New discoveries and the development of deepwater and ultra-deepwater pre-salt increases the demand for subsea equipment and service providers, attracting various international and local companies to compete for subsea contracts for the Brazilian offshore.
The deepwater scene is in full swing in Brazil, with major projects being developed by various operators and national operator Petrobras. All these projects require a multitude of subsea equipment and subsea services, which accounted for a steady growth in subsea equipment and service providers from around the world setting shop in Brazil.
Companies that have a history of quality equipment and services usually have an advantage when disputing these contracts, but the final product and services price is also a major issue. Petrobras for example is known to lean towards awarding contracts to the lowest bidders in their products and services tenders. However quality and safety are also paramount in their decisions.
The last few months have seen a range of subsea related contract being awarded in Brazil and this trend is expected to continue with the rising number of deepwater discoveries such as in the Sergipe-Alagoas Basin, the Libra pre-salt field at the Santos Basin among others. Along with the demand from new discoveries, there is also a rising demand from deepwater projects starting to be developed.
Compounding on that is a study ordered by Onip (National Petroleum Organization), which concludes that international companies will be awarded around $240 billion of the $400 billion that the O&G sector in Brazil will invest in pre-salt E&P along the next 10 years, representing 60% of the total investments for the period. With the high costs associated with deepwater subsea equipment, there is no doubt that a substantial portion of these investments will go to subsea equipment, such as vast amounts of custom deepwater pipelines, flowlines, risers and umbilicals. Major investments are already occurring in BOPs, manifolds, subsea separators, x-mas trees, subsea monitoring and control systems, and subsea inspection and intervention equipment.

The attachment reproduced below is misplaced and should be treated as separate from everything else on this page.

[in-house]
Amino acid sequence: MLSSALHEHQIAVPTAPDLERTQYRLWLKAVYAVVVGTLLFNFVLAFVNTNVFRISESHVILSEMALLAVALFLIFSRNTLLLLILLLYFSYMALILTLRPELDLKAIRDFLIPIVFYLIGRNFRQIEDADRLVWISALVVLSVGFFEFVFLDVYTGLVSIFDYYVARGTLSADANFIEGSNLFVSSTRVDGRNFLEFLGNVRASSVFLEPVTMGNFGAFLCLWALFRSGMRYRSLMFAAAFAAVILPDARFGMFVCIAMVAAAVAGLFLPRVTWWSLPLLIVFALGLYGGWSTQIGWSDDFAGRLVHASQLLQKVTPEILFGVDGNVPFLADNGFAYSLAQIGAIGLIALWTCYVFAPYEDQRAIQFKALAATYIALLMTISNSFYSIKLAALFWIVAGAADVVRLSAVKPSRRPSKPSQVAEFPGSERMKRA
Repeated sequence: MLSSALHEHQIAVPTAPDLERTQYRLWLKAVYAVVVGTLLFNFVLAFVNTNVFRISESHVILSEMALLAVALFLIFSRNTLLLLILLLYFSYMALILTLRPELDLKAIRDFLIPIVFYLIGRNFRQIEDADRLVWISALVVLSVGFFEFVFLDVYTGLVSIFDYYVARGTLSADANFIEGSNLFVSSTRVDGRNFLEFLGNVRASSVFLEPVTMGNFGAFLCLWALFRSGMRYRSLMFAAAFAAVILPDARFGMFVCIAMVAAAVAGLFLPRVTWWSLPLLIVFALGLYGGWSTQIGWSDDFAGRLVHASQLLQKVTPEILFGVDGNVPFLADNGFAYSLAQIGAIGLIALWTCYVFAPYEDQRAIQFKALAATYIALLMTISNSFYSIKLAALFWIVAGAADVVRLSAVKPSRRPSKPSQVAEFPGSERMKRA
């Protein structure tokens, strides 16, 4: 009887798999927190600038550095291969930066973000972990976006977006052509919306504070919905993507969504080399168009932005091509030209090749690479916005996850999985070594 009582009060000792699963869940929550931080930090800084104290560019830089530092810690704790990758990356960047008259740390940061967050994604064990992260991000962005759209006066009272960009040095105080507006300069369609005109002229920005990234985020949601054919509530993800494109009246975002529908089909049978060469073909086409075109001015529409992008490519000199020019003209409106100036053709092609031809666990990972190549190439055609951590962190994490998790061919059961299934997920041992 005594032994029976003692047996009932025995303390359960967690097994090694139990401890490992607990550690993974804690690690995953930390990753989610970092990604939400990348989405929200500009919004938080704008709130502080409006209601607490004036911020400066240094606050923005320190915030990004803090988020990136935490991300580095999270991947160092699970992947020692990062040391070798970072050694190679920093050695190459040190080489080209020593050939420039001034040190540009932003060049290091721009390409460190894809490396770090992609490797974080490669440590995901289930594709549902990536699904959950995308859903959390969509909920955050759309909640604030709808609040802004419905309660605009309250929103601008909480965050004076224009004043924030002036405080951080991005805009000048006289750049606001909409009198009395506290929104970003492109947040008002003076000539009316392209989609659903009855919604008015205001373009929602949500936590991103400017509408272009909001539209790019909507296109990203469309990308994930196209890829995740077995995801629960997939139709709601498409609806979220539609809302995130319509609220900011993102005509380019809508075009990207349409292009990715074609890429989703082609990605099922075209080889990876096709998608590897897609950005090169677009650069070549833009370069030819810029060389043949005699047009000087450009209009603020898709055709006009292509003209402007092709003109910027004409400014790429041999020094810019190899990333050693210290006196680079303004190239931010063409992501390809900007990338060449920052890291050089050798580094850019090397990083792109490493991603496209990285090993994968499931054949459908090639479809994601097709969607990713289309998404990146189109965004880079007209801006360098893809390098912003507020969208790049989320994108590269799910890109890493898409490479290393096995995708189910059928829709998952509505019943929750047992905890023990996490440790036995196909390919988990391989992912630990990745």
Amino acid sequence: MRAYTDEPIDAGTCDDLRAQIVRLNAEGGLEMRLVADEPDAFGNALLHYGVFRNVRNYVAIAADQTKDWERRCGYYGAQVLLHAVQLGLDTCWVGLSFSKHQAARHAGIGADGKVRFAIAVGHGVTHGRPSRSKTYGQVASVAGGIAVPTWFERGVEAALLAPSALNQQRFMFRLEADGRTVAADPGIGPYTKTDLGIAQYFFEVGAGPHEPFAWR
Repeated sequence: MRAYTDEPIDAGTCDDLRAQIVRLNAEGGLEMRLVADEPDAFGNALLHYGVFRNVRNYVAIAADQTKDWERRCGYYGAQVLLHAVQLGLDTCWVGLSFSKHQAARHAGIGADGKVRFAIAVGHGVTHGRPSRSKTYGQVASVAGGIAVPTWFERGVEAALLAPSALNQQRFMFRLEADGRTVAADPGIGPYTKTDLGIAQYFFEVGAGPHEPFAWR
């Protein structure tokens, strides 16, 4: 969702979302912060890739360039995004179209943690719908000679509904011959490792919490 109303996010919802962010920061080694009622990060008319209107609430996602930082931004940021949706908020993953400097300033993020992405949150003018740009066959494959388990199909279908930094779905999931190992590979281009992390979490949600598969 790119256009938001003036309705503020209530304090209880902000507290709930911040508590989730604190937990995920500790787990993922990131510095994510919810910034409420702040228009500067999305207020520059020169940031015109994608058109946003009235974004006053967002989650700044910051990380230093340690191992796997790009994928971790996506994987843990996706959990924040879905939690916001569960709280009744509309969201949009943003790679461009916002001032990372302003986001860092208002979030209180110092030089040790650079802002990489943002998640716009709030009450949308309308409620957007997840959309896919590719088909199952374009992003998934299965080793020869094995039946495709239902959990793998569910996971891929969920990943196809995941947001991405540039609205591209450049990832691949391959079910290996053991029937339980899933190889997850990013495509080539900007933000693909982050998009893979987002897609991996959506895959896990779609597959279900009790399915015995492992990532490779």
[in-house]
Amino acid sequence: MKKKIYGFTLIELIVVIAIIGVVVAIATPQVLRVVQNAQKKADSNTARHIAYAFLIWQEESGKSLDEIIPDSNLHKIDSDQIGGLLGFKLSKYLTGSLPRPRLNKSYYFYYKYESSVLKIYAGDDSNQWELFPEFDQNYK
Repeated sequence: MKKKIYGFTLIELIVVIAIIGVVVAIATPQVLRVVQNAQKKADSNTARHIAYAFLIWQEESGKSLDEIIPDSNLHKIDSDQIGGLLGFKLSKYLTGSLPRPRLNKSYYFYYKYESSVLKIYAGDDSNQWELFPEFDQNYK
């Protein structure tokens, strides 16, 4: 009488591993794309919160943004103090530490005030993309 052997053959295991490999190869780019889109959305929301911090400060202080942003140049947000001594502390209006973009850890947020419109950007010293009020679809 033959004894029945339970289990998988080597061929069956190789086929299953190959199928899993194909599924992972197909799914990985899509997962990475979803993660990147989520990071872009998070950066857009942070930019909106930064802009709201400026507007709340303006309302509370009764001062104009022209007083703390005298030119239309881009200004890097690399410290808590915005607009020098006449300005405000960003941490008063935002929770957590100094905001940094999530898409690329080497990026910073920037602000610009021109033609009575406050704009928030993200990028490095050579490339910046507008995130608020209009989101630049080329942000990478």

There are some good examples of recent subsea contracts being awarded, such as Expro, which was awarded by Petrobras a $2.5 million master service agreement covering subsea electrical systems, with the contract running until June 2013.
FMC Technologies has also signed a contract with Shell Group to supply subsea systems for the Parque das Conchas Phase II project, the contract includes 11 subsea trees rated at 10,000 psi and two production manifolds. The company will also supply an artificial lift manifold containing four subsea gas/liquid separation and boosting modules, as well as related subsea controls.
Another good example is Aker Solutions which has managed to make a hat trick by being awarded three major subsea contract to equip three major pre-salt fields, including supply subsea trees for two of Brazil's pre-salt areas. With this contract and the previous contract for subsea trees at the Tupi field, Aker Solutions has secured its presence in all the pre-salt fields presently being developed by Petrobras.
These are just a few examples of how the Brazilian subsea and deepwater marked is heated up and looking at the rate of discoveries and the number of deepwater field developments being presently undertaken and expected for the near future, it becomes a near certainty that the subsea equipment and services market in Brazil will continue its strong growth.